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16 October 2011

Glowing is her Bonnet –

Glowing is her Bonnet –
Glowing is her Cheek –
Glowing is her Kirtle –
Yet she cannot speak.

Better as the Daisy
From the Summer hill
Vanish unrecorded
Save by tearful rill—

Save by loving sunrise
Looking for her face.
Save by feet unnumbered
Pausing at the place.
                                             - F 106 (1859)  72

Kirtle and bonnet
This is another poem knocked off in tribute to a dead woman. I wonder how many of them Dickinson wrote! This woman looks alive. Three repetitions of the word “Glowing” emphasize that: her bonnet glows, her cheek glows (perhaps from rouge?), and so does her kirtle (a sort of tunic dress). But she is only decked out for her funeral. There will be guests, food, a church service, a burial (out behind Dickinson’s window) – the whole kit and kaboodle.
            But wait, the poet tells us. Think of the little daisy that dies at summer’s end. There’s no ceremony for it, no dress-up make believe, no service with its guest book. Still, the little brook is “tearful” and the sun comes up looking for it. People walking up the hill to look for it pause for a moment as if acknowledging its absence. This is a better way to go.
            Here is what Wikipedia says about Dickinson’s own death:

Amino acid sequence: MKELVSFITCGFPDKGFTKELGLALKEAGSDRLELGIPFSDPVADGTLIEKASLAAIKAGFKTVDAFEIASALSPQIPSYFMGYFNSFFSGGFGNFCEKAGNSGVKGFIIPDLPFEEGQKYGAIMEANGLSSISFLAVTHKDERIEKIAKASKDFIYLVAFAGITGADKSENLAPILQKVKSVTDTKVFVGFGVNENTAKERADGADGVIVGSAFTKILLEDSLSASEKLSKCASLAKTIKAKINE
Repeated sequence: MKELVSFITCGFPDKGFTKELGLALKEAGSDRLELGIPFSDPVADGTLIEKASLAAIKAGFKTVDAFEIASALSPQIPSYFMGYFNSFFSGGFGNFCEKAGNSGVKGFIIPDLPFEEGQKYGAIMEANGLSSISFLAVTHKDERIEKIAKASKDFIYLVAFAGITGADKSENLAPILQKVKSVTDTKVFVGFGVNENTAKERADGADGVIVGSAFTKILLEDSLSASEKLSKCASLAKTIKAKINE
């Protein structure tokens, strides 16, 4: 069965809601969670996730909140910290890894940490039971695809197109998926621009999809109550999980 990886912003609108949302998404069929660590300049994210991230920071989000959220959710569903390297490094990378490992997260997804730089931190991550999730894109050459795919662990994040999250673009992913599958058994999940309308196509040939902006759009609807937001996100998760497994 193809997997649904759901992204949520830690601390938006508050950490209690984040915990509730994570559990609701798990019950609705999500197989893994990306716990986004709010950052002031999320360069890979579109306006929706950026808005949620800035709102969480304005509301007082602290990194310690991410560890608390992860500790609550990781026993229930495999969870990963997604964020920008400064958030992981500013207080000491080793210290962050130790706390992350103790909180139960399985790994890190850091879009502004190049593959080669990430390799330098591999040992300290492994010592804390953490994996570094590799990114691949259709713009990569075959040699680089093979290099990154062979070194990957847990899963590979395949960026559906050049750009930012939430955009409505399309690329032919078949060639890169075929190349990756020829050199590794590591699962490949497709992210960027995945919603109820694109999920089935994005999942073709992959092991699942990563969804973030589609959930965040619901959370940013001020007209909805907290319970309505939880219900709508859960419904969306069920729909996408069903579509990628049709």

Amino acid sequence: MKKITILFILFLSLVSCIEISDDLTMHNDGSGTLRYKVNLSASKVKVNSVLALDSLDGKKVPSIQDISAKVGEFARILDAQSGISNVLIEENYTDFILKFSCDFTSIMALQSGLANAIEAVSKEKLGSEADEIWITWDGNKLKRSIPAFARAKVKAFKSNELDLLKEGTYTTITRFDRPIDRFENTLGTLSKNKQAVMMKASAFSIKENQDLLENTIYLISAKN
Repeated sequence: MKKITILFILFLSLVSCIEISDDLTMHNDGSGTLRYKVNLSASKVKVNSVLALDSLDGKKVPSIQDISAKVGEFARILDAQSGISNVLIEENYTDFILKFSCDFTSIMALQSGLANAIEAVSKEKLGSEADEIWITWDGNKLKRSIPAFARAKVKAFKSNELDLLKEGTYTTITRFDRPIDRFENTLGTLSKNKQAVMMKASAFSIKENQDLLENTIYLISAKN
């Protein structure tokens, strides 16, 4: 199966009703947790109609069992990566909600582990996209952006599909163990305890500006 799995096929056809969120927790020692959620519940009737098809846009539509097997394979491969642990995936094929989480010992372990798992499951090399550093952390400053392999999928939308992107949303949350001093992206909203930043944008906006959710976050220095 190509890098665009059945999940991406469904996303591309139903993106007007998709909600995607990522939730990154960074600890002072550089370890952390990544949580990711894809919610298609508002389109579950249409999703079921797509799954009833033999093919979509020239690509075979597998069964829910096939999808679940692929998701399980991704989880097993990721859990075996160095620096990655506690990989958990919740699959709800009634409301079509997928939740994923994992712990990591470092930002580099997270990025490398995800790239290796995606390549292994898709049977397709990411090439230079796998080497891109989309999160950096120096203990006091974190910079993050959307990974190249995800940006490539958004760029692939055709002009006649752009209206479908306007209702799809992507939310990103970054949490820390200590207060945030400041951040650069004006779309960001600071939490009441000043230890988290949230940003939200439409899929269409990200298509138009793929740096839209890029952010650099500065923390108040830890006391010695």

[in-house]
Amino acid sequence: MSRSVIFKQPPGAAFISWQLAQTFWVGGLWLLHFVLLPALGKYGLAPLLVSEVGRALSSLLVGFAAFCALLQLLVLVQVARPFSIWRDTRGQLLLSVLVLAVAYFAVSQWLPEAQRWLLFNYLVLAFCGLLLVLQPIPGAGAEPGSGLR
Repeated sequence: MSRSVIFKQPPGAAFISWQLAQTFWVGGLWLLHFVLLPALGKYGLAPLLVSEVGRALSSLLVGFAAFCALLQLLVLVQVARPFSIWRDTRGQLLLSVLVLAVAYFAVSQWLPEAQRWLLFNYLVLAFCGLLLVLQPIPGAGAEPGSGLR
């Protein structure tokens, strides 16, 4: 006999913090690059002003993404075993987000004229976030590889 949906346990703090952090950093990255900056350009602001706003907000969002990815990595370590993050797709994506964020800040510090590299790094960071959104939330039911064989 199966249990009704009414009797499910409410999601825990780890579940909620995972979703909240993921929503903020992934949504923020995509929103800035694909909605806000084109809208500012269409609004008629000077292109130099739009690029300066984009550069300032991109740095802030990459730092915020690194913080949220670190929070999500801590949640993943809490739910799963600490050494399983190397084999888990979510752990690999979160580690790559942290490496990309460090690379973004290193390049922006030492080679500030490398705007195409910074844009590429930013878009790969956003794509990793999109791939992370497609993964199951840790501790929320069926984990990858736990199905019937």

Dickinson was buried, laid in a white coffin with vanilla-scented heliotrope, a Lady's Slipper orchid, and a "knot of blue field violets" placed about it.[94][115] The funeral service, held in the Homestead's library, was simple and short; Higginson, who had only met her twice, read "No Coward Soul Is Mine", a poem by Emily Brontë that had been a favorite of Dickinson's.[113] At Dickinson's request, her "coffin [was] not driven but carried through fields of buttercups" for burial in the family plot at West Cemetery on Triangle Street

Okay, not exactly like the daisy’s dainty disappearance, but lovely and flowery all the same. It’s odd that her Preceptor, Higginson, chose to read a poem of Bronte’s.


  1. Of course Higginson would read someone else's poem at Emily's funeral - still not ready to be published in his eyes!

    1. Gnashing of teeth. Also, he had no idea about the hundreds and hundreds of poems she had stashed away.